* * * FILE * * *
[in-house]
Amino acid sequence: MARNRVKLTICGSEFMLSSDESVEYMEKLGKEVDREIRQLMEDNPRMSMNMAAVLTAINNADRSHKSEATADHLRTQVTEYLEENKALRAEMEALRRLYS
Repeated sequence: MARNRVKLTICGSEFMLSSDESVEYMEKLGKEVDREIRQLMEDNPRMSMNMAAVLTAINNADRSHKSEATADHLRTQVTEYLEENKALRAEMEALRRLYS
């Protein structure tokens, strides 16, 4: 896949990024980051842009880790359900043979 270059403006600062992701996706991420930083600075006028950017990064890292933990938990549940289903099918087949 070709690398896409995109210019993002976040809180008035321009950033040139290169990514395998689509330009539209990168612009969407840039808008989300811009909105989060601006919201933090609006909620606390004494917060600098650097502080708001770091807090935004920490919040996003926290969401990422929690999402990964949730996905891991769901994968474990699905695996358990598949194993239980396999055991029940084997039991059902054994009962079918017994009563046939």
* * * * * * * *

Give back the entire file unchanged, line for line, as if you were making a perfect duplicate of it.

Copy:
[in-house]
Amino acid sequence: MARNRVKLTICGSEFMLSSDESVEYMEKLGKEVDREIRQLMEDNPRMSMNMAAVLTAINNADRSHKSEATADHLRTQVTEYLEENKALRAEMEALRRLYS
Repeated sequence: MARNRVKLTICGSEFMLSSDESVEYMEKLGKEVDREIRQLMEDNPRMSMNMAAVLTAINNADRSHKSEATADHLRTQVTEYLEENKALRAEMEALRRLYS
């Protein structure tokens, strides 16, 4: 896949990024980051842009880790359900043979 270059403006600062992701996706991420930083600075006028950017990064890292933990938990549940289903099918087949 070709690398896409995109210019993002976040809180008035321009950033040139290169990514395998689509330009539209990168612009969407840039808008989300811009909105989060601006919201933090609006909620606390004494917060600098650097502080708001770091807090935004920490919040996003926290969401990422929690999402990964949730996905891991769901994968474990699905695996358990598949194993239980396999055991029940084997039991059902054994009962079918017994009563046939």